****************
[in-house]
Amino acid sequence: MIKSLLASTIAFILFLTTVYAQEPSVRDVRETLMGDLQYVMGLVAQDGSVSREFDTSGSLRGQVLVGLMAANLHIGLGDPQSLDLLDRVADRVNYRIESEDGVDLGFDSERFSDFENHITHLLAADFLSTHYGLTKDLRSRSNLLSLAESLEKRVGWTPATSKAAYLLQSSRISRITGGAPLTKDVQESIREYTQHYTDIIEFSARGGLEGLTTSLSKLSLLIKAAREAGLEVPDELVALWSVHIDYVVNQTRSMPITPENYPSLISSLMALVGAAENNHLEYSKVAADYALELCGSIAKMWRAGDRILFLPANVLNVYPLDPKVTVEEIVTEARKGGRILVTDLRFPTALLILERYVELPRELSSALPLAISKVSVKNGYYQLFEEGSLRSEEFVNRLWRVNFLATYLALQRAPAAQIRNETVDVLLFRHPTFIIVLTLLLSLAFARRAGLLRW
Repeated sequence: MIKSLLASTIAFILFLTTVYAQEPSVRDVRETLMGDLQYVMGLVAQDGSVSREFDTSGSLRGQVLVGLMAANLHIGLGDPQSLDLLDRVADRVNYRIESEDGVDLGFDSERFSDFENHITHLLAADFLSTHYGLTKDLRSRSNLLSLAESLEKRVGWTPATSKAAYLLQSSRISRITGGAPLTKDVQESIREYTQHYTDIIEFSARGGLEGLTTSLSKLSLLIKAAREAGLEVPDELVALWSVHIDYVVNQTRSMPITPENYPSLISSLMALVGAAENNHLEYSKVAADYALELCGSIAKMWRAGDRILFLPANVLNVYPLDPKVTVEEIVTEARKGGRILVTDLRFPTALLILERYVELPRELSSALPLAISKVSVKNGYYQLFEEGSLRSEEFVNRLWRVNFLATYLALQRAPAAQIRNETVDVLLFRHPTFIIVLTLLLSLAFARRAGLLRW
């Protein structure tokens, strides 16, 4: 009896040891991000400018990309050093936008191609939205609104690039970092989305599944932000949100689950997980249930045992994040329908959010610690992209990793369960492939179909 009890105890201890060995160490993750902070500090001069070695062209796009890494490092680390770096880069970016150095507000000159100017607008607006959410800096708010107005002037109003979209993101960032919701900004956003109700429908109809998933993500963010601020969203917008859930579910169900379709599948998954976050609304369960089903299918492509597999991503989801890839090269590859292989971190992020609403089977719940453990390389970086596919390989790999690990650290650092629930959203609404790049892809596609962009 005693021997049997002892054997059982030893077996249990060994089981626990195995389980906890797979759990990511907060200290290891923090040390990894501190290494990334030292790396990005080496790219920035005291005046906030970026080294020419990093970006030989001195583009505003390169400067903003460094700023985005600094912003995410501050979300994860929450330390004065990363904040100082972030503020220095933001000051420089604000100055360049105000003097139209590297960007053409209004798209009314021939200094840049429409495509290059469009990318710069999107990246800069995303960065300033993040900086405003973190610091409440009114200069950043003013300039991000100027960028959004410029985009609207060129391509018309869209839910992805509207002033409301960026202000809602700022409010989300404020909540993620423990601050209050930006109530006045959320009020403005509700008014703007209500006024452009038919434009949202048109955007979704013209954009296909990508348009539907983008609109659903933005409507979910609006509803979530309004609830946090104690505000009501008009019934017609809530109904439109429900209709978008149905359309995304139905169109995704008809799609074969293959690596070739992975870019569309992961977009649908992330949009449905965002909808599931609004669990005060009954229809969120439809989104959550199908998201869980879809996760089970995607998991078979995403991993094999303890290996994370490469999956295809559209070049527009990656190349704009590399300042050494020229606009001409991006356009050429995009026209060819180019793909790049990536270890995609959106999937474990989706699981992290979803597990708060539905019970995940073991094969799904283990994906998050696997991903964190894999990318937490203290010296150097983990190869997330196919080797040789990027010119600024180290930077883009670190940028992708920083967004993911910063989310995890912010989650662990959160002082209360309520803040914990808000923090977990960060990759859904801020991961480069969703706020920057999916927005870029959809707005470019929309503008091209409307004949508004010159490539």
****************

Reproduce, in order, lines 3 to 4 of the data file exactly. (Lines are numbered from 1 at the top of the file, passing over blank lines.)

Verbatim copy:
Repeated sequence: MIKSLLASTIAFILFLTTVYAQEPSVRDVRETLMGDLQYVMGLVAQDGSVSREFDTSGSLRGQVLVGLMAANLHIGLGDPQSLDLLDRVADRVNYRIESEDGVDLGFDSERFSDFENHITHLLAADFLSTHYGLTKDLRSRSNLLSLAESLEKRVGWTPATSKAAYLLQSSRISRITGGAPLTKDVQESIREYTQHYTDIIEFSARGGLEGLTTSLSKLSLLIKAAREAGLEVPDELVALWSVHIDYVVNQTRSMPITPENYPSLISSLMALVGAAENNHLEYSKVAADYALELCGSIAKMWRAGDRILFLPANVLNVYPLDPKVTVEEIVTEARKGGRILVTDLRFPTALLILERYVELPRELSSALPLAISKVSVKNGYYQLFEEGSLRSEEFVNRLWRVNFLATYLALQRAPAAQIRNETVDVLLFRHPTFIIVLTLLLSLAFARRAGLLRW
């Protein structure tokens, strides 16, 4: 009896040891991000400018990309050093936008191609939205609104690039970092989305599944932000949100689950997980249930045992994040329908959010610690992209990793369960492939179909 009890105890201890060995160490993750902070500090001069070695062209796009890494490092680390770096880069970016150095507000000159100017607008607006959410800096708010107005002037109003979209993101960032919701900004956003109700429908109809998933993500963010601020969203917008859930579910169900379709599948998954976050609304369960089903299918492509597999991503989801890839090269590859292989971190992020609403089977719940453990390389970086596919390989790999690990650290650092629930959203609404790049892809596609962009 005693021997049997002892054997059982030893077996249990060994089981626990195995389980906890797979759990990511907060200290290891923090040390990894501190290494990334030292790396990005080496790219920035005291005046906030970026080294020419990093970006030989001195583009505003390169400067903003460094700023985005600094912003995410501050979300994860929450330390004065990363904040100082972030503020220095933001000051420089604000100055360049105000003097139209590297960007053409209004798209009314021939200094840049429409495509290059469009990318710069999107990246800069995303960065300033993040900086405003973190610091409440009114200069950043003013300039991000100027960028959004410029985009609207060129391509018309869209839910992805509207002033409301960026202000809602700022409010989300404020909540993620423990601050209050930006109530006045959320009020403005509700008014703007209500006024452009038919434009949202048109955007979704013209954009296909990508348009539907983008609109659903933005409507979910609006509803979530309004609830946090104690505000009501008009019934017609809530109904439109429900209709978008149905359309995304139905169109995704008809799609074969293959690596070739992975870019569309992961977009649908992330949009449905965002909808599931609004669990005060009954229809969120439809989104959550199908998201869980879809996760089970995607998991078979995403991993094999303890290996994370490469999956295809559209070049527009990656190349704009590399300042050494020229606009001409991006356009050429995009026209060819180019793909790049990536270890995609959106999937474990989706699981992290979803597990708060539905019970995940073991094969799904283990994906998050696997991903964190894999990318937490203290010296150097983990190869997330196919080797040789990027010119600024180290930077883009670190940028992708920083967004993911910063989310995890912010989650662990959160002082209360309520803040914990808000923090977990960060990759859904801020991961480069969703706020920057999916927005870029959809707005470019929309503008091209409307004949508004010159490539």